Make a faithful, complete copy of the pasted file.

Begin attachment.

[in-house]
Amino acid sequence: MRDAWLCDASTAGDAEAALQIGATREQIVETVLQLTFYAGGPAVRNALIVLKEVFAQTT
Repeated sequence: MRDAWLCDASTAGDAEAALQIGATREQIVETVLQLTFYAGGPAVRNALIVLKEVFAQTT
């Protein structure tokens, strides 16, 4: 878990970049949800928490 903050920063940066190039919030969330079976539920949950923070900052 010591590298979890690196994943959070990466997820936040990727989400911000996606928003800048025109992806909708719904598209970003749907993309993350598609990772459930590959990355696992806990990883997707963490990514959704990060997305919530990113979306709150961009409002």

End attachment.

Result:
[in-house]
Amino acid sequence: MRDAWLCDASTAGDAEAALQIGATREQIVETVLQLTFYAGGPAVRNALIVLKEVFAQTT
Repeated sequence: MRDAWLCDASTAGDAEAALQIGATREQIVETVLQLTFYAGGPAVRNALIVLKEVFAQTT
């Protein structure tokens, strides 16, 4: 878990970049949800928490 903050920063940066190039919030969330079976539920949950923070900052 010591590298979890690196994943959070990466997820936040990727989400911000996606928003800048025109992806909708719904598209970003749907993309993350598609990772459930590959990355696992806990990883997707963490990514959704990060997305919530990113979306709150961009409002």